Secret Slap Bass Speed Weapon (YT096)

Paolo Bass Lab PLUS Membership, blog, Slap Bass

In this second part of our easy to learn slap bass mini-series, we will be discussing ways  that will help you build-up your speed slapping. In part one we already laid down the foundations and the basic concept of how to play slap, we will now focus on enhancing your slap skills by improving your speed, taking you a level higher in slapping.

Before we begin, I have a quick question... Have you ever heard someone play slap in such an incredible speed and ever wondered how on earth did they get the speed to do it?

Well, there's a one technique that is integral in playing slap bass  and that is what we'll tackle in this lesson and I'll also show you how you can develop this important technique

In the first lesson, we've already discussed how to play slap bass in a band and it's important elements. We also looked at creating the thump and the snap.  Now we will be talking about another element of the slap which is the hammer-on.

A hammer-on is a playing technique performed by sharply bringing a fretting-hand finger down on the fingerboard behind a fret, causing a note to sound. Unlike thumping and plucking, this technique is more focused on the left hand (or fretting hand)

A hammer-on is a slap player's secret weapon as it is an integral part in building up the speed because in reality, there is a limit to how fast you can do the thump and pluck on your other hand.

We will divide this lesson into three major parts as we take a deep-dive into learning the hammer-on.

So the first thing we need to do to develop our speed in hammer-on is to have it integrated into the octave pattern that we've discussed in the previous lesson.

If this is your first time doing hammer-ons, you might a little practice to get the sound off because it requires a little bit of strength to execute.

Also, take note that the second note might sound a little softer but don’t worry as the difference in sound will become subtle as you build up your speed.

What you’ll do is to just play the note and push down with either your third or fourth finger, wherever you feel comfortable. Our first example exercise is easy and should look like this:

Example 1

You can start with this exercise with a drum pattern that is around 80bpm. You are free to turn it up or down to a pace that you’re comfortable with. This exercise should help you to get familiarized with the feeling so you can play effortlessly without having to think about it too much.

The important part of this exercise is to practice this in time because the hammer-ons need precise timing. A common misconception is that the timing is solely in your right hand but if you want to succeed in building up your speed, you’ll need to develop timing precision on both hands.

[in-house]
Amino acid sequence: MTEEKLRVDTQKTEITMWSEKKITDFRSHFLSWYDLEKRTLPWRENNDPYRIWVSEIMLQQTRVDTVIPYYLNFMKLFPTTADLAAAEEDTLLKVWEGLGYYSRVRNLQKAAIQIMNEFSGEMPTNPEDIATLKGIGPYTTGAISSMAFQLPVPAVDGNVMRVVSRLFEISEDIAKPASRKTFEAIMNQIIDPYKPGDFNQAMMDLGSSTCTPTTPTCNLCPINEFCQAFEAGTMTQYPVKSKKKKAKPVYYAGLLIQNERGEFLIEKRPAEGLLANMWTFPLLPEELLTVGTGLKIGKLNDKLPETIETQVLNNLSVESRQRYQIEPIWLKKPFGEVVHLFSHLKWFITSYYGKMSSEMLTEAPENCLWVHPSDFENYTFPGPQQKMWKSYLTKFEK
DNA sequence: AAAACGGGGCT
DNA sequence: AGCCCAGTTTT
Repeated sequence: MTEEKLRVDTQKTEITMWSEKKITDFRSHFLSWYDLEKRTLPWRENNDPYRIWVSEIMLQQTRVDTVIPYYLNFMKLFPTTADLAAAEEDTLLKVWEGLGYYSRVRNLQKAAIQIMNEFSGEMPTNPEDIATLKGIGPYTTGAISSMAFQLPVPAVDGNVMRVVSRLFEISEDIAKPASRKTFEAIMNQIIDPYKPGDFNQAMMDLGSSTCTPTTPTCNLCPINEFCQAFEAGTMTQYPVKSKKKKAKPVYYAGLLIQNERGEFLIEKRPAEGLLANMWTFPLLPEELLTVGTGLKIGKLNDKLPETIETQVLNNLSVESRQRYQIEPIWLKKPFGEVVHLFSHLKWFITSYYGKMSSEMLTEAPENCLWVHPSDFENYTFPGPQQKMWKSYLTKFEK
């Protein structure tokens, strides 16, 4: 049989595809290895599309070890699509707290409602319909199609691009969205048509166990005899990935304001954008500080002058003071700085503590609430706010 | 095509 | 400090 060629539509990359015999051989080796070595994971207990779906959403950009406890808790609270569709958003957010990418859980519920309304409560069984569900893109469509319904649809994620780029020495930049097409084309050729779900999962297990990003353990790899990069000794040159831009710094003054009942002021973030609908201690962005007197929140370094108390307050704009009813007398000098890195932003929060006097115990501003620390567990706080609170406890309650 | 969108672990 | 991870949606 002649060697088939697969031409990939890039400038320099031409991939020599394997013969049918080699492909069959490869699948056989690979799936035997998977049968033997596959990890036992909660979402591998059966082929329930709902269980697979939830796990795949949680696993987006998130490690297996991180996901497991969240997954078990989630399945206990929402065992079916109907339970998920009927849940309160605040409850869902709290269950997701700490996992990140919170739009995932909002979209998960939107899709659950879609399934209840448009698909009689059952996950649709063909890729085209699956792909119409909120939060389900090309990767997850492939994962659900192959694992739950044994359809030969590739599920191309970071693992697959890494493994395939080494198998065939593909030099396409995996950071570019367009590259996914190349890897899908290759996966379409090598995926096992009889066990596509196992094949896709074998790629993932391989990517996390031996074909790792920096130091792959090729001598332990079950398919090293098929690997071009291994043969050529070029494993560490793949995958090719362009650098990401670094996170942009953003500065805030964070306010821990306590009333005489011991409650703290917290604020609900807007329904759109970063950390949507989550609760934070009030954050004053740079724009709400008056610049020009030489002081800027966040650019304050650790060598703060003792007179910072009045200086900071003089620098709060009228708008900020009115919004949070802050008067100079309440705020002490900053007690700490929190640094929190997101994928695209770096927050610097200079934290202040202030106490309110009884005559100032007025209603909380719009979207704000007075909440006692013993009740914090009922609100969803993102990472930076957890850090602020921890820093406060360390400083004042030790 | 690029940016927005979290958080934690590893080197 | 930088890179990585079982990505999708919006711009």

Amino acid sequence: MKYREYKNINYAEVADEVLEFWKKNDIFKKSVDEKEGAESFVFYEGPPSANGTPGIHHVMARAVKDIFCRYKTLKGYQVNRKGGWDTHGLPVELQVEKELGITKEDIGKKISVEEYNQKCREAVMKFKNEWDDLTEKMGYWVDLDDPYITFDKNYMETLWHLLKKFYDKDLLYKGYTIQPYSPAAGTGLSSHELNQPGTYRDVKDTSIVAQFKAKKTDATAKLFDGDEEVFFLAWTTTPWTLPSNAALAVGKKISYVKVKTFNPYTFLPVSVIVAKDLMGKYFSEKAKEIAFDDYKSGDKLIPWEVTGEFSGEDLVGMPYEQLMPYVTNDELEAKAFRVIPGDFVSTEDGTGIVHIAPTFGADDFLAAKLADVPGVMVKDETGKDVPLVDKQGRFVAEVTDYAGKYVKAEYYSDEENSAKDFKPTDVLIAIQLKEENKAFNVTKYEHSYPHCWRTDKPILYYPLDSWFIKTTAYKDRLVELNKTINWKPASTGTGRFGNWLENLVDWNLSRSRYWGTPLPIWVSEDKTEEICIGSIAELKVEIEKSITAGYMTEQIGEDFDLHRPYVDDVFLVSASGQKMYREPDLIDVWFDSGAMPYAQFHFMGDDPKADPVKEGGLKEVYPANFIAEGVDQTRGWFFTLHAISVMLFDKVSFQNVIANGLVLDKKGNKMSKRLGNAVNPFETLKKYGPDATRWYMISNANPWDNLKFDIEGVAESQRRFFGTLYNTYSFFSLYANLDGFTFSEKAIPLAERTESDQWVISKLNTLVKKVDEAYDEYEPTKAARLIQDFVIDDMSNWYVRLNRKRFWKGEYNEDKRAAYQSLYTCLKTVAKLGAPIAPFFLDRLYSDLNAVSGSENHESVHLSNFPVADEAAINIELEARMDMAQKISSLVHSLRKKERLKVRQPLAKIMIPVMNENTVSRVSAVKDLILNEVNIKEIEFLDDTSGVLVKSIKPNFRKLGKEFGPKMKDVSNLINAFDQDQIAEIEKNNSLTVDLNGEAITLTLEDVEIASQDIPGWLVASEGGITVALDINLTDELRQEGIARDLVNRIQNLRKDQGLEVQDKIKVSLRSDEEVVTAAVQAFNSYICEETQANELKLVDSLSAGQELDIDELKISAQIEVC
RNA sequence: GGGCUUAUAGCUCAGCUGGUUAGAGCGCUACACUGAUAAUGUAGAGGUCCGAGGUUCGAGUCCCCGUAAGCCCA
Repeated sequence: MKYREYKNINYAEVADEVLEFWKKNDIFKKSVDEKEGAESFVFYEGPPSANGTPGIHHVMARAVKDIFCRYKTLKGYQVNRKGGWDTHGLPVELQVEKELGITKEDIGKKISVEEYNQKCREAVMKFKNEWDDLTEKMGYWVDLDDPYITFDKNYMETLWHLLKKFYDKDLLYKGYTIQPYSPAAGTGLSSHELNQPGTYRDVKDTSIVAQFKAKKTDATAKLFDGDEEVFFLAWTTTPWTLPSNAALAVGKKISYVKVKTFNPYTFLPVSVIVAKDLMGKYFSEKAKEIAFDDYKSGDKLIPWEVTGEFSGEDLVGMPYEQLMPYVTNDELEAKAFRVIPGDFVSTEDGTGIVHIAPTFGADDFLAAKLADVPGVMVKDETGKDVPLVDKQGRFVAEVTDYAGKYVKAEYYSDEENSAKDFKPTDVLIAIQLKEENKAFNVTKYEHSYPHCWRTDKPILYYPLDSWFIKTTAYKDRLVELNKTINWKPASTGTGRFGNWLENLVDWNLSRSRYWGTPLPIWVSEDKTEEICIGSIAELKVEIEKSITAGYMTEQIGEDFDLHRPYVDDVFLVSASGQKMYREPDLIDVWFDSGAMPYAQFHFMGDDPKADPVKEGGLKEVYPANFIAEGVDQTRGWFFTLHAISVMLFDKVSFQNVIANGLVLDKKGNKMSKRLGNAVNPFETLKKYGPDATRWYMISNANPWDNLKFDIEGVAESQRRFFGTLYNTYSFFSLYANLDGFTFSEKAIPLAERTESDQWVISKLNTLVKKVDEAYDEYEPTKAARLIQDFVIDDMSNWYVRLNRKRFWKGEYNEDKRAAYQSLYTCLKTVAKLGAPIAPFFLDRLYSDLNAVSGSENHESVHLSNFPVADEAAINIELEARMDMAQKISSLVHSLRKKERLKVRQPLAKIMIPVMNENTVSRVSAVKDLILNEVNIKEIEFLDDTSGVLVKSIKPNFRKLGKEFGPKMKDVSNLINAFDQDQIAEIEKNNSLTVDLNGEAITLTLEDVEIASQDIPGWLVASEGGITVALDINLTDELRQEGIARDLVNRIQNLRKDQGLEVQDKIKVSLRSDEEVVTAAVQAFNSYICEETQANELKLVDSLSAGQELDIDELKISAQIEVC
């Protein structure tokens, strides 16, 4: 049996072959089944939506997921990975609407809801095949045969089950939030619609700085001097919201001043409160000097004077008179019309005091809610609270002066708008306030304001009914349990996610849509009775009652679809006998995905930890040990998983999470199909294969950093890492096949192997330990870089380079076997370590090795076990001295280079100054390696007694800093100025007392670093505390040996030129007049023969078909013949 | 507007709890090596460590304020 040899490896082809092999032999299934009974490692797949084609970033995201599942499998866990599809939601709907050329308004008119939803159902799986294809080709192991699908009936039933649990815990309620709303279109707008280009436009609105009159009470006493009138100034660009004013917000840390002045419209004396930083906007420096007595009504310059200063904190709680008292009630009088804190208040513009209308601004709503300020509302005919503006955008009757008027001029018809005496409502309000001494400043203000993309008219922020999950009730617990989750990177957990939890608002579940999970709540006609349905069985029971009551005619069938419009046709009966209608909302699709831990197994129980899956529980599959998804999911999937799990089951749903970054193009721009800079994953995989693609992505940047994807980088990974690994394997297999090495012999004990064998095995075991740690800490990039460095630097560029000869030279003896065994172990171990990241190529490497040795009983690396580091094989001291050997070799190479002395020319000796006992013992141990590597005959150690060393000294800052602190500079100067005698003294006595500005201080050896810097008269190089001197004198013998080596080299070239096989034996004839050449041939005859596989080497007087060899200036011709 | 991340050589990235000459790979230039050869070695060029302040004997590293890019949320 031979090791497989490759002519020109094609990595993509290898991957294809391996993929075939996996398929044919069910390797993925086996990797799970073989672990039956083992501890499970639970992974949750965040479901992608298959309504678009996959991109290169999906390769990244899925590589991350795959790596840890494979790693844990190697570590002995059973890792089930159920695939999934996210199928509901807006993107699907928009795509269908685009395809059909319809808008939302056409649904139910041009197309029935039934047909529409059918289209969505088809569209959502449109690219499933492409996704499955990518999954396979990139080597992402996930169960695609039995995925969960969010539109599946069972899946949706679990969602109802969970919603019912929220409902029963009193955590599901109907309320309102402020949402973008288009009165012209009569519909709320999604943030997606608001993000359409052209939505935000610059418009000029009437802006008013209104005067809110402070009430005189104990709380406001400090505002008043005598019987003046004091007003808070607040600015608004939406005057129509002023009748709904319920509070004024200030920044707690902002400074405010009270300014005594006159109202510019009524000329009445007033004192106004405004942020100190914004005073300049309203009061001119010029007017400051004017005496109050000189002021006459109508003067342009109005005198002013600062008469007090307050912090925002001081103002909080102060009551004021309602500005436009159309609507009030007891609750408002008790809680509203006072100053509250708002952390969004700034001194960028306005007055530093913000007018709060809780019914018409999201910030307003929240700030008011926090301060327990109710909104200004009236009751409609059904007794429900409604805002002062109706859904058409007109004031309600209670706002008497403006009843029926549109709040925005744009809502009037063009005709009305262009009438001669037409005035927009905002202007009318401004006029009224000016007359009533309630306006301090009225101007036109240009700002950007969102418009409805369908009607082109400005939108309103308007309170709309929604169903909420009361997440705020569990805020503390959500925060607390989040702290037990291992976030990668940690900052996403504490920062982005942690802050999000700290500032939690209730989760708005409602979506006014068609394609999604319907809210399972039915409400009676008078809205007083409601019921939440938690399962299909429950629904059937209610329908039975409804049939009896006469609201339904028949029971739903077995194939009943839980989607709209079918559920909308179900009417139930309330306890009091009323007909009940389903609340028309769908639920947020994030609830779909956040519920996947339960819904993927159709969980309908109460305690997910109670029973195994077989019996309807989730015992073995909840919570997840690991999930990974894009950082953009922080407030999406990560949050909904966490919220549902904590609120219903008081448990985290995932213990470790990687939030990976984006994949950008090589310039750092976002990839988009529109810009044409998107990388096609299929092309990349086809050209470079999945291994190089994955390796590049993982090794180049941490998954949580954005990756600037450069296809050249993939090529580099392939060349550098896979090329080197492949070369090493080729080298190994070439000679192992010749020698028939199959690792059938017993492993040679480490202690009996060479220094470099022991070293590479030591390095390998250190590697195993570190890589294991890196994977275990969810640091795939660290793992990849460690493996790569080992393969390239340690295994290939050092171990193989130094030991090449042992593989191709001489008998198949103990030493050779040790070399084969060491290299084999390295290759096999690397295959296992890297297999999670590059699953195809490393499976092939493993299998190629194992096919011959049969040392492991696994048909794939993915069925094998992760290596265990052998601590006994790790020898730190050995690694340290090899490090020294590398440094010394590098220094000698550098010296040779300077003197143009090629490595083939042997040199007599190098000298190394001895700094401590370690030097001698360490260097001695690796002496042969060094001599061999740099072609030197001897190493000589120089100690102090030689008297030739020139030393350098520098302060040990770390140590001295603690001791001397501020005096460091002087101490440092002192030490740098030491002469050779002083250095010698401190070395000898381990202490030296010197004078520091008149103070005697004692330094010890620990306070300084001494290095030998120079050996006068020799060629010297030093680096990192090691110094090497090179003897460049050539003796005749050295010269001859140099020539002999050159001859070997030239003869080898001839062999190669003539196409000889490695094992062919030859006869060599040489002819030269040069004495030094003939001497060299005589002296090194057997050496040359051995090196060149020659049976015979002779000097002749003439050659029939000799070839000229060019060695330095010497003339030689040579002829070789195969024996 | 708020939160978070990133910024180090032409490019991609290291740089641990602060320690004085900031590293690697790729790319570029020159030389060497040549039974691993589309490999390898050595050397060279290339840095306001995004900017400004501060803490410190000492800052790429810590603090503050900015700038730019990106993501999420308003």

Let’s now move on to the next step where we will integrate the hammer-on across the scale.

We will begin our exercise by doing a standard G-minor Scale and go up the scale. It should look like this:

Example 2

It's important to practice this scale in ascending and descending patterns so you can develop your familiarity or fluency in playing across the neck.

Now onto the third part of our lesson, we'll learn how to hammer-on using the open string. Check this out:

Example 3

This is one of  the ways to get your speed. You see when you speed up in an open string, it starts to become a percussive effect instead of a pitch.

A good example is when you play at a lower tempo, the sound is noticeably pitchy but as you gradually build your speed it becomes a percussive effect

Once you’re comfortable with this exercise, we will step up one level and practice this on all strings because what we want to do is to be able to use the thumb technique on all 4 strings.

In this exercise, we’ll do the same pattern, but this time we’ll do it on all strings. It should look like this:

Example 4

In doing this exercise, also make sure to get the muting right and have equal volumes throughout. This will help you get the key to accuracy with your thumb and your timing with thumping and hammer-on.

Since we’ve covered the three ways to integrate hammer-ons to slap playing, the best thing to do is combine it altogether and practice them.

Here are some exercises that you can do as you build up your speed:

Example 5
Example 6
Lesson Wrap Up

So that concludes the second part of our Slap mini-series!  I hope you’ve enjoyed and have learned new things. If you’re a beginner, it may take some time for you to get used to it, but given the right amount of practice, you’ll soon find yourself slapping and grooving. 

Stay tuned for the third part of this series as we will be discussing more exciting details into slapping!

If you liked this lesson and wish to learn more, do make sure to check out our FREE14-Day Trial for the Bass Lab PLUS membership!

Good luck and get stuck in!


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